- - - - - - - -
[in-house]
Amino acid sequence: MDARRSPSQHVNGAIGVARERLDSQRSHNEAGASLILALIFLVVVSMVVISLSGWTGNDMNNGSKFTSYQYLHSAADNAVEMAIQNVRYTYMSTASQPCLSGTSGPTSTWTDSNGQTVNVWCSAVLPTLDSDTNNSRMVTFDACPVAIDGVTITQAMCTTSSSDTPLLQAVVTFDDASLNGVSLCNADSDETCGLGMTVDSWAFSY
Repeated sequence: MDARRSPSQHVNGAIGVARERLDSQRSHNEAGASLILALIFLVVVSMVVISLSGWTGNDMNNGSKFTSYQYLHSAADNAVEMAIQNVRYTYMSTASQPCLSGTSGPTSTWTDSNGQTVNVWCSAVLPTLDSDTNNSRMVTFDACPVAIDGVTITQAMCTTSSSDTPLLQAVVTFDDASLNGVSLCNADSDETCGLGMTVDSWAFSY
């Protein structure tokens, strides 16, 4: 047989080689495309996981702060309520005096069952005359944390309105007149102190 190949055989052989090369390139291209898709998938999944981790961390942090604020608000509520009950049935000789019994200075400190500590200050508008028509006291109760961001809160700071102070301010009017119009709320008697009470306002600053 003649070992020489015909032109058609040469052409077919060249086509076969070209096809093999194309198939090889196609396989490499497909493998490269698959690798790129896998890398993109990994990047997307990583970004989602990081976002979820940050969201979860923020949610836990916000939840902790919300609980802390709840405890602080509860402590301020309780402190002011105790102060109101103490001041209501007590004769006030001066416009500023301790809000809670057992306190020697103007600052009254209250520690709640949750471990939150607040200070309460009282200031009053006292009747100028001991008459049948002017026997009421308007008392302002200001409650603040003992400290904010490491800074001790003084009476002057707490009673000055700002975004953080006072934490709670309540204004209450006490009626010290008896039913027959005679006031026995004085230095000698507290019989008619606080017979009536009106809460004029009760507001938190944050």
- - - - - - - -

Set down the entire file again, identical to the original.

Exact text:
[in-house]
Amino acid sequence: MDARRSPSQHVNGAIGVARERLDSQRSHNEAGASLILALIFLVVVSMVVISLSGWTGNDMNNGSKFTSYQYLHSAADNAVEMAIQNVRYTYMSTASQPCLSGTSGPTSTWTDSNGQTVNVWCSAVLPTLDSDTNNSRMVTFDACPVAIDGVTITQAMCTTSSSDTPLLQAVVTFDDASLNGVSLCNADSDETCGLGMTVDSWAFSY
Repeated sequence: MDARRSPSQHVNGAIGVARERLDSQRSHNEAGASLILALIFLVVVSMVVISLSGWTGNDMNNGSKFTSYQYLHSAADNAVEMAIQNVRYTYMSTASQPCLSGTSGPTSTWTDSNGQTVNVWCSAVLPTLDSDTNNSRMVTFDACPVAIDGVTITQAMCTTSSSDTPLLQAVVTFDDASLNGVSLCNADSDETCGLGMTVDSWAFSY
């Protein structure tokens, strides 16, 4: 047989080689495309996981702060309520005096069952005359944390309105007149102190 190949055989052989090369390139291209898709998938999944981790961390942090604020608000509520009950049935000789019994200075400190500590200050508008028509006291109760961001809160700071102070301010009017119009709320008697009470306002600053 003649070992020489015909032109058609040469052409077919060249086509076969070209096809093999194309198939090889196609396989490499497909493998490269698959690798790129896998890398993109990994990047997307990583970004989602990081976002979820940050969201979860923020949610836990916000939840902790919300609980802390709840405890602080509860402590301020309780402190002011105790102060109101103490001041209501007590004769006030001066416009500023301790809000809670057992306190020697103007600052009254209250520690709640949750471990939150607040200070309460009282200031009053006292009747100028001991008459049948002017026997009421308007008392302002200001409650603040003992400290904010490491800074001790003084009476002057707490009673000055700002975004953080006072934490709670309540204004209450006490009626010290008896039913027959005679006031026995004085230095000698507290019989008619606080017979009536009106809460004029009760507001938190944050």